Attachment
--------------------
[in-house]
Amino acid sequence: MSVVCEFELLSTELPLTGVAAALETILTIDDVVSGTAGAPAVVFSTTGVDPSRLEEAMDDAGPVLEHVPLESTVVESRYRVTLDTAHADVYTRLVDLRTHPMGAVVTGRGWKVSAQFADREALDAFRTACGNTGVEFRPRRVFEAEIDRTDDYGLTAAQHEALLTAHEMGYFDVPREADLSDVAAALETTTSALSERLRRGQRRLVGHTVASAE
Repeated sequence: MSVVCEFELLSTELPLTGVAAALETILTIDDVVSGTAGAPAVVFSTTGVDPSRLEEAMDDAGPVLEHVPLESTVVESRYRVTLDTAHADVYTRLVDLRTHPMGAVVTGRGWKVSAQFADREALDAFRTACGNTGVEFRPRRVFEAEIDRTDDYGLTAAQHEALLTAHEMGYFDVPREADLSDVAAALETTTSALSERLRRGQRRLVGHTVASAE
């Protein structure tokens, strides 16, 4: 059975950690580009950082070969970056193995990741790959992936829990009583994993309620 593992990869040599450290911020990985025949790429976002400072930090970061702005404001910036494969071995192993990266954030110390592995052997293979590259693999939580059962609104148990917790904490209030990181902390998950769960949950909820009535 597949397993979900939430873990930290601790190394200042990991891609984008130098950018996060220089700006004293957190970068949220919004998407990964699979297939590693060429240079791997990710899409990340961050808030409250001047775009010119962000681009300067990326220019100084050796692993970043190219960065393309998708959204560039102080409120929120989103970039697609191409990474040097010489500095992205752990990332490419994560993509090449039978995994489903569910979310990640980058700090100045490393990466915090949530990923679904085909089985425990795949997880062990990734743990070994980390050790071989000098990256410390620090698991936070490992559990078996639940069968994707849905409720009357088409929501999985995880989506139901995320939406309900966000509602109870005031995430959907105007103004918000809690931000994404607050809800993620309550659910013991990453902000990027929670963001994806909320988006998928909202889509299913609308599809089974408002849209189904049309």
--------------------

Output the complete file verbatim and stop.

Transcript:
[in-house]
Amino acid sequence: MSVVCEFELLSTELPLTGVAAALETILTIDDVVSGTAGAPAVVFSTTGVDPSRLEEAMDDAGPVLEHVPLESTVVESRYRVTLDTAHADVYTRLVDLRTHPMGAVVTGRGWKVSAQFADREALDAFRTACGNTGVEFRPRRVFEAEIDRTDDYGLTAAQHEALLTAHEMGYFDVPREADLSDVAAALETTTSALSERLRRGQRRLVGHTVASAE
Repeated sequence: MSVVCEFELLSTELPLTGVAAALETILTIDDVVSGTAGAPAVVFSTTGVDPSRLEEAMDDAGPVLEHVPLESTVVESRYRVTLDTAHADVYTRLVDLRTHPMGAVVTGRGWKVSAQFADREALDAFRTACGNTGVEFRPRRVFEAEIDRTDDYGLTAAQHEALLTAHEMGYFDVPREADLSDVAAALETTTSALSERLRRGQRRLVGHTVASAE
């Protein structure tokens, strides 16, 4: 059975950690580009950082070969970056193995990741790959992936829990009583994993309620 593992990869040599450290911020990985025949790429976002400072930090970061702005404001910036494969071995192993990266954030110390592995052997293979590259693999939580059962609104148990917790904490209030990181902390998950769960949950909820009535 597949397993979900939430873990930290601790190394200042990991891609984008130098950018996060220089700006004293957190970068949220919004998407990964699979297939590693060429240079791997990710899409990340961050808030409250001047775009010119962000681009300067990326220019100084050796692993970043190219960065393309998708959204560039102080409120929120989103970039697609191409990474040097010489500095992205752990990332490419994560993509090449039978995994489903569910979310990640980058700090100045490393990466915090949530990923679904085909089985425990795949997880062990990734743990070994980390050790071989000098990256410390620090698991936070490992559990078996639940069968994707849905409720009357088409929501999985995880989506139901995320939406309900966000509602109870005031995430959907105007103004918000809690931000994404607050809800993620309550659910013991990453902000990027929670963001994806909320988006998928909202889509299913609308599809089974408002849209189904049309």